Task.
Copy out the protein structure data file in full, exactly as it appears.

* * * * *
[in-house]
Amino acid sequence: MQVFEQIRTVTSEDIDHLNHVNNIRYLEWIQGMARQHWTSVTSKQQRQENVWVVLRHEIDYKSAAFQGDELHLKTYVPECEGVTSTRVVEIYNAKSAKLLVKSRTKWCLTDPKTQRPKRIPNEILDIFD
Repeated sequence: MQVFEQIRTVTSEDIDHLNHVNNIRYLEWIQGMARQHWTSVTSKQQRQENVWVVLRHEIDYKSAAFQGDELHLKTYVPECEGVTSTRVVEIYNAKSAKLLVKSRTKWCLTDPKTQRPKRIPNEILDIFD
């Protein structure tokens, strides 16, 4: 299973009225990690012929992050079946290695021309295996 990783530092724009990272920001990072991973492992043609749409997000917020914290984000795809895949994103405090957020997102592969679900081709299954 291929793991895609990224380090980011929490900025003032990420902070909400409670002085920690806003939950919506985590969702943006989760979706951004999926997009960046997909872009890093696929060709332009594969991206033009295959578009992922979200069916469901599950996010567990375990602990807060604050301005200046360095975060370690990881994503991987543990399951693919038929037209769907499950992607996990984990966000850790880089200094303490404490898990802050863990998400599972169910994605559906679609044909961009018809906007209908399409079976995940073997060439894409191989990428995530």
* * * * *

[in-house]
Amino acid sequence: MQVFEQIRTVTSEDIDHLNHVNNIRYLEWIQGMARQHWTSVTSKQQRQENVWVVLRHEIDYKSAAFQGDELHLKTYVPECEGVTSTRVVEIYNAKSAKLLVKSRTKWCLTDPKTQRPKRIPNEILDIFD
Repeated sequence: MQVFEQIRTVTSEDIDHLNHVNNIRYLEWIQGMARQHWTSVTSKQQRQENVWVVLRHEIDYKSAAFQGDELHLKTYVPECEGVTSTRVVEIYNAKSAKLLVKSRTKWCLTDPKTQRPKRIPNEILDIFD
């Protein structure tokens, strides 16, 4: 299973009225990690012929992050079946290695021309295996 990783530092724009990272920001990072991973492992043609749409997000917020914290984000795809895949994103405090957020997102592969679900081709299954 291929793991895609990224380090980011929490900025003032990420902070909400409670002085920690806003939950919506985590969702943006989760979706951004999926997009960046997909872009890093696929060709332009594969991206033009295959578009992922979200069916469901599950996010567990375990602990807060604050301005200046360095975060370690990881994503991987543990399951693919038929037209769907499950992607996990984990966000850790880089200094303490404490898990802050863990998400599972169910994605559906679609044909961009018809906007209908399409079976995940073997060439894409191989990428995530």